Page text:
Masonry grouting is a process used to reintroduce structural integrity to solid single thickness walls comprising of natural stone facings such as flint, granite or sandstone with a random rubble internal core.
The original wall will generally have been constructed of a lime mortar to bind all of the elements together. Over period of time, particularly if a structure has moved and cracked the masonry water penetration can gradually leach fine particals from the lime matrix reducing its bonding capacity and ability to support the wall or loads imposed upon it.
Grouts can be a slurry mixture of lime, sand and water or a more thixotropic design mixture specific to the characteristics of the structure under repair. These can be used alone or with Grout Ties to provide more tensile strength within the matrix to withstand delamination of component parts of a wall.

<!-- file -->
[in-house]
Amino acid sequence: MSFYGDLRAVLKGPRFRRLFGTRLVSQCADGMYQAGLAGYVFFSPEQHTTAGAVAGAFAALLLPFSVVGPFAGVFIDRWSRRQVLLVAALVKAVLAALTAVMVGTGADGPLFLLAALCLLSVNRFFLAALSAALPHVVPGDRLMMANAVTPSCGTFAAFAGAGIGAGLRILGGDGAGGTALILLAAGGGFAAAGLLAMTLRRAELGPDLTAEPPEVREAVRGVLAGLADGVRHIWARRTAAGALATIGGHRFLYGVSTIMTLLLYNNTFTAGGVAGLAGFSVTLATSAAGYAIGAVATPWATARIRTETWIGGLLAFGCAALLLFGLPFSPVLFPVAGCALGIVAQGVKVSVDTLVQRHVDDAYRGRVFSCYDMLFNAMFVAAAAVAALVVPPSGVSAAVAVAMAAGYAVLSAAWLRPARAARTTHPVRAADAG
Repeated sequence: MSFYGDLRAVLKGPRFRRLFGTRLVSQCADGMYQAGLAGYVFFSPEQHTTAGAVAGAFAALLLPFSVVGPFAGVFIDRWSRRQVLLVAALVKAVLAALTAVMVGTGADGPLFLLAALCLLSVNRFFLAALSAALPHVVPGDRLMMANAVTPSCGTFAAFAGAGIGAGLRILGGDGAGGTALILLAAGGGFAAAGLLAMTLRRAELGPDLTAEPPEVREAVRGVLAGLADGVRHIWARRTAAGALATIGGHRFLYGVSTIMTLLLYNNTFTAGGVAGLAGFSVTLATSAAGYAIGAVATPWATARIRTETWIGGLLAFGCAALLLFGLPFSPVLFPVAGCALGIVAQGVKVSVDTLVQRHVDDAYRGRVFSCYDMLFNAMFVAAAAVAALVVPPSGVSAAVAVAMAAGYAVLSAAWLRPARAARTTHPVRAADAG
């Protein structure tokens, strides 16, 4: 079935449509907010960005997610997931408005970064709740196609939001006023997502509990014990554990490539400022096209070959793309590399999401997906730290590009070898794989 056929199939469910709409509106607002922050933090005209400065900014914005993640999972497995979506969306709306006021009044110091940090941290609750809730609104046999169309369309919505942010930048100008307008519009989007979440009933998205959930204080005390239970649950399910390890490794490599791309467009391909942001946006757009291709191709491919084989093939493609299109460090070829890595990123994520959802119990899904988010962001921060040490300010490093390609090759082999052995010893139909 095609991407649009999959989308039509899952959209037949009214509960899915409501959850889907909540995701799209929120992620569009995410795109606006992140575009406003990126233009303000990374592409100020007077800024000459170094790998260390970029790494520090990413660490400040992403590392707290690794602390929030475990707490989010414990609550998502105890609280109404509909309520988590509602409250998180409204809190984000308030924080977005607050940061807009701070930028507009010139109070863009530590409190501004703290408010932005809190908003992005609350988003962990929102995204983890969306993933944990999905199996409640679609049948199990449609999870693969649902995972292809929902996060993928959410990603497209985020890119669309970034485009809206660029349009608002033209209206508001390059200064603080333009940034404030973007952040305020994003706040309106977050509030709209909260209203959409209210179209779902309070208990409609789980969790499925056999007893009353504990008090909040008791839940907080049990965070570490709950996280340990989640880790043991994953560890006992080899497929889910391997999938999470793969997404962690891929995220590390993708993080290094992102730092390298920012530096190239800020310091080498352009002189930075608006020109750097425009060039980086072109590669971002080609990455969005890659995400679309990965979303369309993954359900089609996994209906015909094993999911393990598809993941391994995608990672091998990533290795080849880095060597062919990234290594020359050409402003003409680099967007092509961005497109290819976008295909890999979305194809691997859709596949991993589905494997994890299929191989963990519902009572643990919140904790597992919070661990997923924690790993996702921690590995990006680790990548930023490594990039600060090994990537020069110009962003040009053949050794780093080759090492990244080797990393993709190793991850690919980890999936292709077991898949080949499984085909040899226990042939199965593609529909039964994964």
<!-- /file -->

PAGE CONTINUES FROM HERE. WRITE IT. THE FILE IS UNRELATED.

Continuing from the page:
Grouting requires a high degree of quality control
This is to ensure that the objectives of void filling and consolidation are achieved without damaging the structure through excessive grout pressure. We can repair this type of wall utilizing a low pressure hand operated pump system with either lime or cement based grouts and introduce wall ties at specified centres as work proceeds. This method minimizes hydrostatic pressure within a wall and hence disruption to the building and its occupants whilst work is in progress.
Pictures illustrating a Grout Tie system designed for strengthening a buttress on Blundeston Church in combination with an injected grout mix to fill voids.